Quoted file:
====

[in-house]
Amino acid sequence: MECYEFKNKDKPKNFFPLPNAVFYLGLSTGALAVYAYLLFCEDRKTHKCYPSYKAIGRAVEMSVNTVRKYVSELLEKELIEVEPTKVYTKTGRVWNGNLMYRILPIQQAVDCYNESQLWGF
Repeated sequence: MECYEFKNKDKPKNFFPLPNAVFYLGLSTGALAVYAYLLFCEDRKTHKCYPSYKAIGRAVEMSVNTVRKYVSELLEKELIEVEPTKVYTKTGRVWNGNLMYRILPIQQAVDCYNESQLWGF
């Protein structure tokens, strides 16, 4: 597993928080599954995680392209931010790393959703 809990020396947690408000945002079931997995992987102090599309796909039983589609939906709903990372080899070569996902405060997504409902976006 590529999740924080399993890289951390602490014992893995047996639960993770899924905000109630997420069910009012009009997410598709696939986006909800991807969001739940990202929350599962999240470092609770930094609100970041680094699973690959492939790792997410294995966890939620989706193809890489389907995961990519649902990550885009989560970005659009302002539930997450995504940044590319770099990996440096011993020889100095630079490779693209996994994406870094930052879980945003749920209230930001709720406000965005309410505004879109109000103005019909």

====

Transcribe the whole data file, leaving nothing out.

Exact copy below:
[in-house]
Amino acid sequence: MECYEFKNKDKPKNFFPLPNAVFYLGLSTGALAVYAYLLFCEDRKTHKCYPSYKAIGRAVEMSVNTVRKYVSELLEKELIEVEPTKVYTKTGRVWNGNLMYRILPIQQAVDCYNESQLWGF
Repeated sequence: MECYEFKNKDKPKNFFPLPNAVFYLGLSTGALAVYAYLLFCEDRKTHKCYPSYKAIGRAVEMSVNTVRKYVSELLEKELIEVEPTKVYTKTGRVWNGNLMYRILPIQQAVDCYNESQLWGF
């Protein structure tokens, strides 16, 4: 597993928080599954995680392209931010790393959703 809990020396947690408000945002079931997995992987102090599309796909039983589609939906709903990372080899070569996902405060997504409902976006 590529999740924080399993890289951390602490014992893995047996639960993770899924905000109630997420069910009012009009997410598709696939986006909800991807969001739940990202929350599962999240470092609770930094609100970041680094699973690959492939790792997410294995966890939620989706193809890489389907995961990519649902990550885009989560970005659009302002539930997450995504940044590319770099990996440096011993020889100095630079490779693209996994994406870094930052879980945003749920209230930001709720406000965005309410505004879109109000103005019909």